Food and livelihoods enhancement initiative
Setting the scene
The Kaffrine and Diourbel regions of Senegal, like other parts of the Sahel, are extremely vulnerable to climate-related shocks. Sahelian rainfall is characterised by high variability, but since 1960 significant decreases have been observed in the wet season.
Senegalese agriculture is largely rain-fed; yields and produce are directly subject to climatic risk. Agriculture employs 78 percent of the Senegalese population. Increasing incidences of drought in recent decades have affected both vegetation patterns and the livelihood strategies of impacted communities, who typically suffer food shortages as a result of poor harvests.
FMNR in Senegal
Farmer-managed natural regeneration (FMNR) is a cost-effective sustainable agriculture system which has been demonstrated to transform the lives of millions of rural families across Sahelian Africa. Originally developed and trialled in Niger, FMNR was brought to Senegal primarily to increase agricultural production and household revenue. Beyond improvements in food security and income, however, FMNR also contributes to restoring degraded soils, reducing erosion, increasing local production of timber and fuelwood for building, cooking and heating, and the systematic regeneration of entire agricultural systems.
FMNR involves farmer management of pre-existing tree stumps and root systems to restore degraded or barren land to productive farmland or forests. The chosen tree stumps or root stocks are managed by periodically harvesting the less viable or undesirable stems and branches. Well-established root systems ensure plant survival and rapid growth – which are often elusive under other greening initiatives – even during the dry season.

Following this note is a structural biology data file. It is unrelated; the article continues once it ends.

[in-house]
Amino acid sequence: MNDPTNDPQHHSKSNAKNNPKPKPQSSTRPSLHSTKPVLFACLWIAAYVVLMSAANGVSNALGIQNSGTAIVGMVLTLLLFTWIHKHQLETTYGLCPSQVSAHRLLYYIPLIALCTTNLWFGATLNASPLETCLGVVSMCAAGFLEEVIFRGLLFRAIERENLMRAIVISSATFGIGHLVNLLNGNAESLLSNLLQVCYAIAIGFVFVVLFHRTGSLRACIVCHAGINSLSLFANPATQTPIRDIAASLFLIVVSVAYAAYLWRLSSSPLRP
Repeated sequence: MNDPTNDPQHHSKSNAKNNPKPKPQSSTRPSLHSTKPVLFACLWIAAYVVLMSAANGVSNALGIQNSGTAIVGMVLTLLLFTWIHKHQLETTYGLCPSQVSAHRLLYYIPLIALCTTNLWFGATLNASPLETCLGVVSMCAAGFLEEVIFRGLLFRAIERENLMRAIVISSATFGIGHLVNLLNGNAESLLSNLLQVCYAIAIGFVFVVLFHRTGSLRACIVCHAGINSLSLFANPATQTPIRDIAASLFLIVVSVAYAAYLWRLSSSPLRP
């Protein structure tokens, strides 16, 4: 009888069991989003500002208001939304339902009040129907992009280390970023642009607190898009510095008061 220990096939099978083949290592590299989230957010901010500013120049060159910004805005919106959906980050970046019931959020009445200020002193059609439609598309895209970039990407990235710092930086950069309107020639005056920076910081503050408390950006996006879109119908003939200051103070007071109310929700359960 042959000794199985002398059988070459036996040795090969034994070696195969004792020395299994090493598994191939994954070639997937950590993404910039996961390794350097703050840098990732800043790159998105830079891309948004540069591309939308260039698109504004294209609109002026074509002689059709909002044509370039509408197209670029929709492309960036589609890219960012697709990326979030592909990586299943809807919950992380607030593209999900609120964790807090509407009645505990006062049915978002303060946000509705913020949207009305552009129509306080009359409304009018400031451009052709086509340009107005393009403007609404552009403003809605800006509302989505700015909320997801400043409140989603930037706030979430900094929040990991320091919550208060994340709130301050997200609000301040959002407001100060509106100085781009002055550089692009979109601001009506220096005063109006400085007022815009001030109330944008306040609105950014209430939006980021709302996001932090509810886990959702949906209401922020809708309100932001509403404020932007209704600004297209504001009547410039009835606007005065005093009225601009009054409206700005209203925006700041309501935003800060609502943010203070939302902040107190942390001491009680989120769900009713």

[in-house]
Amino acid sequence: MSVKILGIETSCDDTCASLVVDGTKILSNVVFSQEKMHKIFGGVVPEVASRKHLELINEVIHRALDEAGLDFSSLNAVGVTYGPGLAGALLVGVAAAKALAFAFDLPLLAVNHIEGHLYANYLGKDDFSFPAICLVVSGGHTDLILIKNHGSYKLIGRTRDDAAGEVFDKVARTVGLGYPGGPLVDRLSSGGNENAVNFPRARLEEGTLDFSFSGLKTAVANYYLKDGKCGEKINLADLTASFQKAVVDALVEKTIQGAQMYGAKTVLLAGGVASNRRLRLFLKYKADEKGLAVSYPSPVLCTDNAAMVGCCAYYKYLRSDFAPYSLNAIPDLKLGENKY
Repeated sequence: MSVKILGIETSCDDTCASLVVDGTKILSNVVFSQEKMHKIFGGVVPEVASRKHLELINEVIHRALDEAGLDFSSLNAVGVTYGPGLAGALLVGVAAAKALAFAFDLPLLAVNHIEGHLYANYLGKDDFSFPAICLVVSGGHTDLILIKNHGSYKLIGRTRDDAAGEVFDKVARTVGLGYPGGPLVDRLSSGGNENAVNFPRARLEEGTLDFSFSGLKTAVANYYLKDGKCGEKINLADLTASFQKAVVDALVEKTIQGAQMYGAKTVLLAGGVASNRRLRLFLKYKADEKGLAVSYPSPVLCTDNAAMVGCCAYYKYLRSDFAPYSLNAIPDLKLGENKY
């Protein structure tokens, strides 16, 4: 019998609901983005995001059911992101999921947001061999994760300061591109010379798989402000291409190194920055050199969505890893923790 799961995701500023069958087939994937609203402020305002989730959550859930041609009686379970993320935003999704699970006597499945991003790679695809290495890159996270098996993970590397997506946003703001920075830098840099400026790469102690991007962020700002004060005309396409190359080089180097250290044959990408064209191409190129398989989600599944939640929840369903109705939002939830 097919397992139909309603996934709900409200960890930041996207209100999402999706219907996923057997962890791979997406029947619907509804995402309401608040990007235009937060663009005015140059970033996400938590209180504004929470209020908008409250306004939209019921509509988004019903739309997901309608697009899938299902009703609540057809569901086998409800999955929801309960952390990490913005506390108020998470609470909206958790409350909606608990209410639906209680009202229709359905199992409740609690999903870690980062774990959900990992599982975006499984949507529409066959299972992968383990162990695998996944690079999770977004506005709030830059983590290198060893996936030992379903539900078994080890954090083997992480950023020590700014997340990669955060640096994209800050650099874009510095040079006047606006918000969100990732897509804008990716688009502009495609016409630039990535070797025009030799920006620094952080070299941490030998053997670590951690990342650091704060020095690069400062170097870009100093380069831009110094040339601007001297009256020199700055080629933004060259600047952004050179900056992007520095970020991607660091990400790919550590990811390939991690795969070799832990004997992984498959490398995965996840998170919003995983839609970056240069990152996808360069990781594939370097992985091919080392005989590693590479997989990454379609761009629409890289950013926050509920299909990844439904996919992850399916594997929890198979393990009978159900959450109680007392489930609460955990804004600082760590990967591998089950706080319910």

Farmers can then grow crops or graze livestock between and around the trees.
Project location: Kaffrine region, Senegal. (ADPs
Nguer, East Kaolack, and Thiappy)
- World Vision Australia
- World Vision Senegal
- Water and Forests Service, Kaffrine region
- Senegalese Agricultural Research Institute (ISRA)
- National Education District Inspectorate
- Village rural councils, village chiefs, farming men and women
Climate change mitigation:
Regeneration of indigenous trees on farmland
Climate change adaptation:
- Soil erosion control
- Natural resource management
- Income and food security
- Increased resilience to drought
Area: 40,000 hectares
The Senegal Food and Livelihoods Enhancement Initiative (SFLEI), which opened in the regions of Kaffrine and Diourbel, worked across a large geographical area where World Vision had an established presence and appropriate pre-conditions for FMNR were present. Due to the success of SFLEI, an expanded program is now reaching all departments within the region of Kaffrine, regenerating trees on an additional 40,000 hectares of crop land. Pilot projects are also commencing in neighbouring Kolda and Fatick regions. Ultimately, the expanded program will work directly with over 20,000 farmers and is forecast to benefit a population of 302,000 across the three regions.
Key benefits of the project include:
- An increase in tree density from an average of four trees per hectare on crop land to 33 trees per hectare in FMNR areas. Given an overall increase in the number of hectares under FMNR from 742 to 9,124 over the life of the project, and complementary planting initiatives, the total number of new live trees generated by the project approaches 400,000.
- In turn, increased tree density has been reported by local farmers to:
- Increase soil fertility
- Decrease erosion
- Increase wildlife in the area and the availability of shade
- Increase crop yields
- Research undertaken by the Senegalese Agricultural Research Institute in the project area found that practising FMNR dramatically increased yields of millet (the local staple food crop) when other conditions were held constant.
- Increased access to firewood over the medium-long term, with a larger proportion of community members collecting wood from designated areas where it is produced sustainable rather than from common lands.